After her surprisingly strong country detour on 2013's Feels Like Home, Sheryl Crow is back to her old wheelhouse — namely, sunny-yet-wounded roots pop that manages to deliver radio-friendly earworms with a charming sense of grit and candour.
For Be Myself, her ninth solo album (and first for Warner), Crow has reunited with '90s collaborators Jeff Trott and Tchad Blake (mixing) to try to channel the vibe of her eponymous 1996 sophomore album and 1998's The Globe Sessions, this time working out of her own home barn/studio/saloon just outside of Nashville.
Crow both succeeds and fails; it succeeds because her songs are as catchy and genuine-feeling as ever, but fails partly because Be Myself is just too glossy. I find it hard to believe that the sometimes-cheeseball production — guitar chorus effect abuse; lifting the entirety of Led Zeppelin's "When the Levee Breaks" intro for the bluesy "Long Way Back" — will ever sound timeless. Sheryl Crow was rockier; The Globe Sessions sounded more organic.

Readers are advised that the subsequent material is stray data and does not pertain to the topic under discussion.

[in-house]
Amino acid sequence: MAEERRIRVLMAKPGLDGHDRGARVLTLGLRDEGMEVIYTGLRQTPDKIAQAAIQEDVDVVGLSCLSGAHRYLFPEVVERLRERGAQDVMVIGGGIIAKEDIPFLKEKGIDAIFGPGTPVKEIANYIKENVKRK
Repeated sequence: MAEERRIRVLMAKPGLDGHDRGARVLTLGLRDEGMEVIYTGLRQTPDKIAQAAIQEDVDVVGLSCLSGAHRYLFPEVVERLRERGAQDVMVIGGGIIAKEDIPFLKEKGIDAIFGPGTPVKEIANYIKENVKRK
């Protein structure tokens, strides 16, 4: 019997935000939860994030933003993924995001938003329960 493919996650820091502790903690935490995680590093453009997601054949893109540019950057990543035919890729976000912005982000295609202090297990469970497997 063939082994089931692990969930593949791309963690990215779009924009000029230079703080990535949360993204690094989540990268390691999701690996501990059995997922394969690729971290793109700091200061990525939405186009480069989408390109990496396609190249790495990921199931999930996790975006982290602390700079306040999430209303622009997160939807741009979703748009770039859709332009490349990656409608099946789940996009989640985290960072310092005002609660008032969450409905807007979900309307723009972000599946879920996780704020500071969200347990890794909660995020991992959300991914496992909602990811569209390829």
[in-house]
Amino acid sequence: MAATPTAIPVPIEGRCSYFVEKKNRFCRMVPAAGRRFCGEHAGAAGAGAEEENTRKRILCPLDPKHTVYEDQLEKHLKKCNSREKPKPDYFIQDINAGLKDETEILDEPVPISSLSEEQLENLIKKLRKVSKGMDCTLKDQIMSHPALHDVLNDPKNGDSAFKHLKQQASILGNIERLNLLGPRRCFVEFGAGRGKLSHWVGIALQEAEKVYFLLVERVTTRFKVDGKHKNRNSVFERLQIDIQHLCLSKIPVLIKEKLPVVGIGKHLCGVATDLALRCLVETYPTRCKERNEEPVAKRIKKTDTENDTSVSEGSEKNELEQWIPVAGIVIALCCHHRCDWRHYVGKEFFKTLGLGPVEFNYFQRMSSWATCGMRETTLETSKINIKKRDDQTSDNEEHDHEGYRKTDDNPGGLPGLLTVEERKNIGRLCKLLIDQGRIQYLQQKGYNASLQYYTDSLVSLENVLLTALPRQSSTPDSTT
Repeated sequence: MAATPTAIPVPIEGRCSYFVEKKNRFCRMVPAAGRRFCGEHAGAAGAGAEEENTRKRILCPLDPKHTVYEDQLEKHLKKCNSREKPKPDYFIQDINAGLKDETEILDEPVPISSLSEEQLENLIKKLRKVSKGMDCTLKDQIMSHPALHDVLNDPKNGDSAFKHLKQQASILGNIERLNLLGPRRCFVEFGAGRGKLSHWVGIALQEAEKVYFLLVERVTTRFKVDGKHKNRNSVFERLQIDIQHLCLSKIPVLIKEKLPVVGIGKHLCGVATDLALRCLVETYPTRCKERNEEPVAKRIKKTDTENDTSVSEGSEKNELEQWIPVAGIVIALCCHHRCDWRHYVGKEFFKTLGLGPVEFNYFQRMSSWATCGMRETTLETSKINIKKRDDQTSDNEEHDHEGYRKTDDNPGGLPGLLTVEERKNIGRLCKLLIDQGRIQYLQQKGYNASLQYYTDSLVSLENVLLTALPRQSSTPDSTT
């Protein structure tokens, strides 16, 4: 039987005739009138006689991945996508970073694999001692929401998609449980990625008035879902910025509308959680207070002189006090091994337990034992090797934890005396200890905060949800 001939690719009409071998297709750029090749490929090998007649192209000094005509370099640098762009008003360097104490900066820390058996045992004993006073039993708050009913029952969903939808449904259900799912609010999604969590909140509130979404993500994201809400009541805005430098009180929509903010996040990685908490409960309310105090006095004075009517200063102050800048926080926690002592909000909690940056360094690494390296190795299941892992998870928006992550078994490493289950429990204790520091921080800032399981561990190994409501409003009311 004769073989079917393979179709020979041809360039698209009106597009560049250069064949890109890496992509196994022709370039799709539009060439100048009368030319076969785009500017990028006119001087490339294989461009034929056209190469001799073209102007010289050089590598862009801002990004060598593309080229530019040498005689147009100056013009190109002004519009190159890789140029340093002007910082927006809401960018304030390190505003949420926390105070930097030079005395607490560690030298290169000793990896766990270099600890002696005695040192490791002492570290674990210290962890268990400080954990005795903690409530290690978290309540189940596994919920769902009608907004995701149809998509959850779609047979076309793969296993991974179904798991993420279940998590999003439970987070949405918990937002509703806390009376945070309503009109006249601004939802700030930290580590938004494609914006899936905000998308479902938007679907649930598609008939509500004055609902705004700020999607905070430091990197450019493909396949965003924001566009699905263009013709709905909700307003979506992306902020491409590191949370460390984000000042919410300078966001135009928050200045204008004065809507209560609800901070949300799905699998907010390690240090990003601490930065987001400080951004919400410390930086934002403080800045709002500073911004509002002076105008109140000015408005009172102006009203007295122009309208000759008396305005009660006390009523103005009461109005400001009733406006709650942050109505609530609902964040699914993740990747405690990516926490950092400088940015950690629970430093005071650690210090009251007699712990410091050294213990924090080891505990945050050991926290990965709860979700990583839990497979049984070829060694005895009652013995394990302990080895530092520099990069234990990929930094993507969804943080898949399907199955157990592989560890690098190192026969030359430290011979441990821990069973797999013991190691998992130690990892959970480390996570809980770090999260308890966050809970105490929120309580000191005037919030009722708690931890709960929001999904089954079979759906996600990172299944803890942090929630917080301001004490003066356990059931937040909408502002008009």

Still, this is a fun, rough ride through the crap side of dating (Crow is vitriolic on opener "Alone in the Dark"), the obstacles of social media ("I want your attention," she sings flirtily on "Roller Skate") and Crow's take on the combative, ideologically divided world we're in ("Halfway There," featuring Gary Clark Jr., is a swaggering pop-country driving tune with a gospel component that asks, "If God is love and love is God, then why do we argue?").
Crow is a crafty writer. The Beatles-esque "Rest of Me" is well written (there's even a hint of Neko Case here), though unfortunately tinny-sounding. It doesn't make you cry like "Waterproof Mascara" off her last album might have, but it's a good F-U and a clear message about setting boundaries in relationships; she'll give, but she won't give everything. And on the Stones-y, warts-and-all single and title track "Be Myself," Crow totally kicks ass: she visits (and maybe gives up on) her shrink, rhymes Adderall with alcohol, asks how many selfies you can take before you look like a jerk and retreats from the buzz band to her favourite neighbourhood bar. She screams like the Stones and hollers like Dolly Parton or Tammy Wynette. It's pretty honest stuff.
Be Myself is hardly a classic, but it's another solid, light-hearted sounding collection with some clear standouts on it. (Warner)